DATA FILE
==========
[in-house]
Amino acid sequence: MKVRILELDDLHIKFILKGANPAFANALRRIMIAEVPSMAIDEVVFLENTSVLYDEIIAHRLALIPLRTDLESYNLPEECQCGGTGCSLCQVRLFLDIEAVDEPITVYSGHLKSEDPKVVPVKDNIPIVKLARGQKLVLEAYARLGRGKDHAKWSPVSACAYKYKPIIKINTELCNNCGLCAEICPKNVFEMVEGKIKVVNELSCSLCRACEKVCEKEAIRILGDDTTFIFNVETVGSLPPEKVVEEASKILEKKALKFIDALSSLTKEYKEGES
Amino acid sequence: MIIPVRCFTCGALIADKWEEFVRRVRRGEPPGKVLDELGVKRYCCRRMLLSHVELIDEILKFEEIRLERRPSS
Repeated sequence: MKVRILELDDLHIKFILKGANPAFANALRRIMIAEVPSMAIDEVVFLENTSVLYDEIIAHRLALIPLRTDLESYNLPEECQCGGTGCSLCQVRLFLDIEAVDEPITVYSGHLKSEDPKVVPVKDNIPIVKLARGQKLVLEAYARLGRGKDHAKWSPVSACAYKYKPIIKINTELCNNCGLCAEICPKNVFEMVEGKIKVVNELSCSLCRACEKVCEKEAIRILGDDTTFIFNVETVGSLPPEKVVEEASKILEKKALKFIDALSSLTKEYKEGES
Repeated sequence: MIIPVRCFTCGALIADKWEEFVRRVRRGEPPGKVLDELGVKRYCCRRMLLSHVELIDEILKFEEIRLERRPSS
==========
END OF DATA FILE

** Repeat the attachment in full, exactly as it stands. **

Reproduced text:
[in-house]
Amino acid sequence: MKVRILELDDLHIKFILKGANPAFANALRRIMIAEVPSMAIDEVVFLENTSVLYDEIIAHRLALIPLRTDLESYNLPEECQCGGTGCSLCQVRLFLDIEAVDEPITVYSGHLKSEDPKVVPVKDNIPIVKLARGQKLVLEAYARLGRGKDHAKWSPVSACAYKYKPIIKINTELCNNCGLCAEICPKNVFEMVEGKIKVVNELSCSLCRACEKVCEKEAIRILGDDTTFIFNVETVGSLPPEKVVEEASKILEKKALKFIDALSSLTKEYKEGES
Amino acid sequence: MIIPVRCFTCGALIADKWEEFVRRVRRGEPPGKVLDELGVKRYCCRRMLLSHVELIDEILKFEEIRLERRPSS
Repeated sequence: MKVRILELDDLHIKFILKGANPAFANALRRIMIAEVPSMAIDEVVFLENTSVLYDEIIAHRLALIPLRTDLESYNLPEECQCGGTGCSLCQVRLFLDIEAVDEPITVYSGHLKSEDPKVVPVKDNIPIVKLARGQKLVLEAYARLGRGKDHAKWSPVSACAYKYKPIIKINTELCNNCGLCAEICPKNVFEMVEGKIKVVNELSCSLCRACEKVCEKEAIRILGDDTTFIFNVETVGSLPPEKVVEEASKILEKKALKFIDALSSLTKEYKEGES
Repeated sequence: MIIPVRCFTCGALIADKWEEFVRRVRRGEPPGKVLDELGVKRYCCRRMLLSHVELIDEILKFEEIRLERRPSS